Long-time Instead of Short-time Exposure in vitro and Administration in vivo of OTA is Consistent in Immunosuppression.

Long-time Instead of Short-time Exposure in vitro and Administration in vivo of OTA is Consistent in Immunosuppression.

J Agric Food Chem. 2019 Jun 10;:

Authors: Su J, Liu D, Wang Q, Lin J, Song S, Huang K

Abstract
Ochratoxin A (OTA) is a mycotoxin produced by Aspergillus and Penicillium, contaminating in a wide variety of food and feeds. Mycotoxins including OTA could cause immunosuppression in almost all previous studies in vivo. However, the vast majority of results in vitro showed that mycotoxins caused immunostimulation. Why the results of studies in vitro are contrary to studies in vivo is unknown. Our study aims to explore the underlying reason and mechanism of the paradoxical effect. In this study, porcine alveolar macrophages (PAMs) cell line 3D4/21 was chosen as an in vitro model and treated with 1.0 μg/mL OTA for different time. Some indexes as expression of inflammatory cytokines, migration, phagocytosis, macrophage polarization, autophagy-related proteins and Akt1 phosphorylation were detected. The results showed that pro-inflammatory cytokines expression, migration and phagocytosis was increased, and macrophage polarization to M1 phenotype at 24 h of OTA exposure. Surprisedly, anti-inflammatory cytokines expression was increased, cell phagocytosis and migration were decreased, and macrophage polarization was switched from M1 to M2 at 72 h of OTA exposure. Furthermore, we found that long-time exposure of OTA also suppressed autophagy, and autophagy activator blocked the OTA-induced immunosuppression. Phosphorylation of Akt1 plays a positive role in autophagy inhibition. In conclusion, long-time instead of short-time exposure of OTA in vitro induced immunosuppression. The immunosuppression mechanism of OTA in vitro involving inhibition of autophagy through up-regulating p-Akt1. Our Results provide a new insight into research on mechanism of mycotoxins-induced immunosuppression in vitro.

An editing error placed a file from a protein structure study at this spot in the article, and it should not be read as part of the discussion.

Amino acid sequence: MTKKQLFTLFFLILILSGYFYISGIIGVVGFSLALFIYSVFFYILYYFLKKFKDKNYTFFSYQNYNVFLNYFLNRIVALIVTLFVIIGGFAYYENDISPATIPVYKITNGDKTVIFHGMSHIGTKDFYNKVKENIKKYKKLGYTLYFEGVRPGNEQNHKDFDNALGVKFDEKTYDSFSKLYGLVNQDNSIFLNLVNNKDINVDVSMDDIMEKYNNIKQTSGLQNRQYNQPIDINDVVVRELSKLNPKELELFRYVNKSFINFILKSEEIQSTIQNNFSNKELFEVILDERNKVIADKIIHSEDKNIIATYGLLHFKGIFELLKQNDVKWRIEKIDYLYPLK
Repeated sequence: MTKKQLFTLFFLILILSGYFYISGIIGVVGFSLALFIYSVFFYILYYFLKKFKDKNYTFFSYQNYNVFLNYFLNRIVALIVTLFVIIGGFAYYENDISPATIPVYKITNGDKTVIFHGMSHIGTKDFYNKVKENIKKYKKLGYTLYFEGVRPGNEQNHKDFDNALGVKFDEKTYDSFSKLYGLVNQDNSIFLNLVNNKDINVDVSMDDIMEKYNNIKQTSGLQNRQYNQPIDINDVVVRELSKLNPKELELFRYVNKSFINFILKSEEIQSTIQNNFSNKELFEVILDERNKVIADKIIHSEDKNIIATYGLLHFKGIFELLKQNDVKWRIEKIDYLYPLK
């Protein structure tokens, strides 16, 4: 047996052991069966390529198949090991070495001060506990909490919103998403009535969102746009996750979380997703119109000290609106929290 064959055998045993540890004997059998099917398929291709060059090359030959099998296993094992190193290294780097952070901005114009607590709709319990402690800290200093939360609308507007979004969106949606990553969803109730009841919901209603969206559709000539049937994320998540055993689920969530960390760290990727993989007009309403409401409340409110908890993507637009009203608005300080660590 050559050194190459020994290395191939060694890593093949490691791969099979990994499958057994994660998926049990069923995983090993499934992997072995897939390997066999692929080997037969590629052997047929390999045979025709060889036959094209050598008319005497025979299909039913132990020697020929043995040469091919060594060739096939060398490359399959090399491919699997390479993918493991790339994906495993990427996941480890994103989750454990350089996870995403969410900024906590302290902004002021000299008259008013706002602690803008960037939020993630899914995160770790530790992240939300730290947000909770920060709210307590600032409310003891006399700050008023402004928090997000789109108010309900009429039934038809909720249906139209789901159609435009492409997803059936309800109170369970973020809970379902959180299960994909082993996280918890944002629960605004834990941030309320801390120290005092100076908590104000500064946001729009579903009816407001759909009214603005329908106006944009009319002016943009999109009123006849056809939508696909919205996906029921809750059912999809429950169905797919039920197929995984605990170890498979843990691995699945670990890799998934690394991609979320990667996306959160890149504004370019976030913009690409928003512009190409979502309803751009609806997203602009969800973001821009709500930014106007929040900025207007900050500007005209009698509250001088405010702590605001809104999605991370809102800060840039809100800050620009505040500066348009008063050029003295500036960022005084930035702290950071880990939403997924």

PMID: 31180669 [PubMed – as supplied by publisher]

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